themselves against the pain and shame," Carr said.

Native Americans who have been raised on a reservation also experience
culture shock when they are removed from their homes-either through forced
or voluntary relocation, or by other conditions beyond their control, Carr
pointed out.

"I really do believe that the city administration needs to get 100 per cent
behind the problem of the street people. I really don't think that gating
the alleys is a solution. By fencing off the alleys, all that will be
accomplished is moving the street people to other parts of the town," Carr
said.

When asked to state three major goals his administration would have worked
towards had he won the seat of mayor, Carr answered without hesitation.

"One, I would have put in my best effort to work towards establishing a
shelter for the street people-the so-called number one problem of Winslow.

"Two, surveys have also established that there are no jobs available. I have
heard that the Payless Shoe Store is now closing. There used to be a
Coca-Cola bottling plant here, a western clothing store, a golf course-where
are they now? I would have city council members out visiting other cities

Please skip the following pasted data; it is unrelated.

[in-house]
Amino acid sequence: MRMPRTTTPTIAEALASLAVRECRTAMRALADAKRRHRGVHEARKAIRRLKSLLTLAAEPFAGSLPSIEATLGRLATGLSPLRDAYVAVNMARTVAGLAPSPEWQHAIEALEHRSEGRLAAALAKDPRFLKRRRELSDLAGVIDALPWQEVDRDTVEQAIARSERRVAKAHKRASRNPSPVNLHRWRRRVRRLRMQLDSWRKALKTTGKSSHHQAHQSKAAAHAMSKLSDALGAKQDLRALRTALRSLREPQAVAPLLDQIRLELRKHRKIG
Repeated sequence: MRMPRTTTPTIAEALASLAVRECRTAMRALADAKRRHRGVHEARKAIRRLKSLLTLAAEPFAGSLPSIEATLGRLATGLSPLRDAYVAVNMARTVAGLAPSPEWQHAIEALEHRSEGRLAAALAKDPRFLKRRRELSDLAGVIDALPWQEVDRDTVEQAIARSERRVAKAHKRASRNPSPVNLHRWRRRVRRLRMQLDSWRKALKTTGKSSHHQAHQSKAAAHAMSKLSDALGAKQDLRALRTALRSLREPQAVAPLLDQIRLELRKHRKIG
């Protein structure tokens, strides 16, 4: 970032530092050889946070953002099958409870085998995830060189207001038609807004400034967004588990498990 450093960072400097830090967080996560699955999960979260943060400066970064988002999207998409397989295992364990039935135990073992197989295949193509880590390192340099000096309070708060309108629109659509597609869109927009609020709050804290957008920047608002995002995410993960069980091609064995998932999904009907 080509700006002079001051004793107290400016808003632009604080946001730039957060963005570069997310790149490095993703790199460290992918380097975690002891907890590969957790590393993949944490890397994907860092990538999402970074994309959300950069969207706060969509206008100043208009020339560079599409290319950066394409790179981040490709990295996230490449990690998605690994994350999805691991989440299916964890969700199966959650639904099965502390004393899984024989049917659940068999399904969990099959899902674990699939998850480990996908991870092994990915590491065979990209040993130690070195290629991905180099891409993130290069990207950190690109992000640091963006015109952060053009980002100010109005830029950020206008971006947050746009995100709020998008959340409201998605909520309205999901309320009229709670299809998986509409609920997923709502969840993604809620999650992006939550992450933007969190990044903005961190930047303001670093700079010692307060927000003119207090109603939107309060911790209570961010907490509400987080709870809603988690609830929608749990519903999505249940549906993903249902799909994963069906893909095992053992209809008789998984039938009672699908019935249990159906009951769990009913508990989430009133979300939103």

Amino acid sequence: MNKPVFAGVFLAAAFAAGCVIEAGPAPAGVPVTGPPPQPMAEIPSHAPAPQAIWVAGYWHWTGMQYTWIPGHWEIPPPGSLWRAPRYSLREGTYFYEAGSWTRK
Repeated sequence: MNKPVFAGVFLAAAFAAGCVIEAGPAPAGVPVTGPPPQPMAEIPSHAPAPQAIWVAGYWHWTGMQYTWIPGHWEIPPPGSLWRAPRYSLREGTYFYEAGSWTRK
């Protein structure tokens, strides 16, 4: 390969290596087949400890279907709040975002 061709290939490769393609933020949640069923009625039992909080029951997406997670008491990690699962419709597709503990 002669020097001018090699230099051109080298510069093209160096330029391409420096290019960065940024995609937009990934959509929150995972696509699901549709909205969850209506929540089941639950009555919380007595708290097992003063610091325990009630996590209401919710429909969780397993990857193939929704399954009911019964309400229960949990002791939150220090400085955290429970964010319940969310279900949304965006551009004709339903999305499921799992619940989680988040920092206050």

and big corporations, telling them how great Winslow is. I believe we can
bring in jobs and business-this has been long overdue.

"And finally, I would seek equal representation for citizens from all walks
of life helping to find the means for all to live well here in Winslow."

Carr admits that he really does like Winslow.

"My family calls this their hometown," Carr said. "My wife went to school
here, my kids are going to school here-I just had a daughter graduate from
high school. Education-wise, Winslow is really good."

At the end of this second journey, the race for mayor, Carr stated that
"even though I lost that election, in reality, I came out a winner. I gained
a lot of friends and supporters who believed that I could be the voice for
them.

"I would like to personally thank the wonderful, caring people who voted for
me and believed in me. I have nothing to be ashamed of in losing the
election, and I will be back in two years-this time on the ballot," Carr
said with a smile.

HUNTER GRAY  [HUNTER BEAR]   Micmac /St. Francis Abenaki/St. Regis Mohawk
www.hunterbear.org
Protected by Na´shdo´i´ba´i´
and Ohkwari'

In our Gray Hole, the ghosts often dance in the junipers and sage, on the
game trails, in the tributary canyons with the thick red maples, and on the
high windy ridges -- and they dance from within the very essence of our own
inner being. They do this especially when the bright night moon shines down
on the clean white snow that covers the valley and its surroundings.  Then
it is as bright as day -- but in an always soft and mysterious and
remembering way. [Hunter Bear]